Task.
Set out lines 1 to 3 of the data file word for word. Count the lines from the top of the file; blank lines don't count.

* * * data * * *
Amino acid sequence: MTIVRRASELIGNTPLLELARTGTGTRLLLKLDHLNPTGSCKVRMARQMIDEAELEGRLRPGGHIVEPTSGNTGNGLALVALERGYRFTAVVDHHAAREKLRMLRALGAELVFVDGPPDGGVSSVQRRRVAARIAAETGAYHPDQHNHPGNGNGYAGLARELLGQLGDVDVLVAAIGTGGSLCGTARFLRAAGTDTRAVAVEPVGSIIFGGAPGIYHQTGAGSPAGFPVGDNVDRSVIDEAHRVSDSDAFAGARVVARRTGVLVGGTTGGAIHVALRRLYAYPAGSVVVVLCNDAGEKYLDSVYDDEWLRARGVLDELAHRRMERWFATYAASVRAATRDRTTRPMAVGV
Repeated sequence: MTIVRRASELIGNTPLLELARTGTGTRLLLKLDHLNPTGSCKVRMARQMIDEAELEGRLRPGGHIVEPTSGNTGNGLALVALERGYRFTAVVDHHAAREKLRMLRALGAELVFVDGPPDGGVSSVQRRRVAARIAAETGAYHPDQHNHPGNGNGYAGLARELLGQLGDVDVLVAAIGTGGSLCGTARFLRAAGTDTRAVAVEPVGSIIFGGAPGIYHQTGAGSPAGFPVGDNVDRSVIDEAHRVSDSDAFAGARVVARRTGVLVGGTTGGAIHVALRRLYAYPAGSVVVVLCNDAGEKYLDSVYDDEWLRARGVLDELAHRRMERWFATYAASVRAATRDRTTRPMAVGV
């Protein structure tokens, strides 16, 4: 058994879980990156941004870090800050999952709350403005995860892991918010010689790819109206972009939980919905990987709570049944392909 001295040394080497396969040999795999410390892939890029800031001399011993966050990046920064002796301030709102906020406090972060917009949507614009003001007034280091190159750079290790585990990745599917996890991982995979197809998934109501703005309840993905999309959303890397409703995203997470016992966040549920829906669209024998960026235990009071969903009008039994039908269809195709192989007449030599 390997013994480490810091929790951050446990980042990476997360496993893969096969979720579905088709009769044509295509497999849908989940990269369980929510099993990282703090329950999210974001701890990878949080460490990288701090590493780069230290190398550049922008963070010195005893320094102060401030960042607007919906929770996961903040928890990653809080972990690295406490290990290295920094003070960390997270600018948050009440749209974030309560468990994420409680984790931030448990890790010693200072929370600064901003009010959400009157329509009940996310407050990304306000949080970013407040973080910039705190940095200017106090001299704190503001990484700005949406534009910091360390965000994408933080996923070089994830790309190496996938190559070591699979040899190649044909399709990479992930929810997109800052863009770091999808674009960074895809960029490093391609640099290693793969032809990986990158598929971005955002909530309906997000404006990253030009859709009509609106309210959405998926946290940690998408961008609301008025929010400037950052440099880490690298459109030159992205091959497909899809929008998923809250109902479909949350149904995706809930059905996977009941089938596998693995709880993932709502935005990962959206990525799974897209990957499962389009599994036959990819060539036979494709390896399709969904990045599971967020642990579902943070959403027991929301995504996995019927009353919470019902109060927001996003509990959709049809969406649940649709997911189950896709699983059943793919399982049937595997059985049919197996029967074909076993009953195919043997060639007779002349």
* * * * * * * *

Amino acid sequence: MTIVRRASELIGNTPLLELARTGTGTRLLLKLDHLNPTGSCKVRMARQMIDEAELEGRLRPGGHIVEPTSGNTGNGLALVALERGYRFTAVVDHHAAREKLRMLRALGAELVFVDGPPDGGVSSVQRRRVAARIAAETGAYHPDQHNHPGNGNGYAGLARELLGQLGDVDVLVAAIGTGGSLCGTARFLRAAGTDTRAVAVEPVGSIIFGGAPGIYHQTGAGSPAGFPVGDNVDRSVIDEAHRVSDSDAFAGARVVARRTGVLVGGTTGGAIHVALRRLYAYPAGSVVVVLCNDAGEKYLDSVYDDEWLRARGVLDELAHRRMERWFATYAASVRAATRDRTTRPMAVGV
Repeated sequence: MTIVRRASELIGNTPLLELARTGTGTRLLLKLDHLNPTGSCKVRMARQMIDEAELEGRLRPGGHIVEPTSGNTGNGLALVALERGYRFTAVVDHHAAREKLRMLRALGAELVFVDGPPDGGVSSVQRRRVAARIAAETGAYHPDQHNHPGNGNGYAGLARELLGQLGDVDVLVAAIGTGGSLCGTARFLRAAGTDTRAVAVEPVGSIIFGGAPGIYHQTGAGSPAGFPVGDNVDRSVIDEAHRVSDSDAFAGARVVARRTGVLVGGTTGGAIHVALRRLYAYPAGSVVVVLCNDAGEKYLDSVYDDEWLRARGVLDELAHRRMERWFATYAASVRAATRDRTTRPMAVGV
């Protein structure tokens, strides 16, 4: 058994879980990156941004870090800050999952709350403005995860892991918010010689790819109206972009939980919905990987709570049944392909 001295040394080497396969040999795999410390892939890029800031001399011993966050990046920064002796301030709102906020406090972060917009949507614009003001007034280091190159750079290790585990990745599917996890991982995979197809998934109501703005309840993905999309959303890397409703995203997470016992966040549920829906669209024998960026235990009071969903009008039994039908269809195709192989007449030599 390997013994480490810091929790951050446990980042990476997360496993893969096969979720579905088709009769044509295509497999849908989940990269369980929510099993990282703090329950999210974001701890990878949080460490990288701090590493780069230290190398550049922008963070010195005893320094102060401030960042607007919906929770996961903040928890990653809080972990690295406490290990290295920094003070960390997270600018948050009440749209974030309560468990994420409680984790931030448990890790010693200072929370600064901003009010959400009157329509009940996310407050990304306000949080970013407040973080910039705190940095200017106090001299704190503001990484700005949406534009910091360390965000994408933080996923070089994830790309190496996938190559070591699979040899190649044909399709990479992930929810997109800052863009770091999808674009960074895809960029490093391609640099290693793969032809990986990158598929971005955002909530309906997000404006990253030009859709009509609106309210959405998926946290940690998408961008609301008025929010400037950052440099880490690298459109030159992205091959497909899809929008998923809250109902479909949350149904995706809930059905996977009941089938596998693995709880993932709502935005990962959206990525799974897209990957499962389009599994036959990819060539036979494709390896399709969904990045599971967020642990579902943070959403027991929301995504996995019927009353919470019902109060927001996003509990959709049809969406649940649709997911189950896709699983059943793919399982049937595997059985049919197996029967074909076993009953195919043997060639007779002349």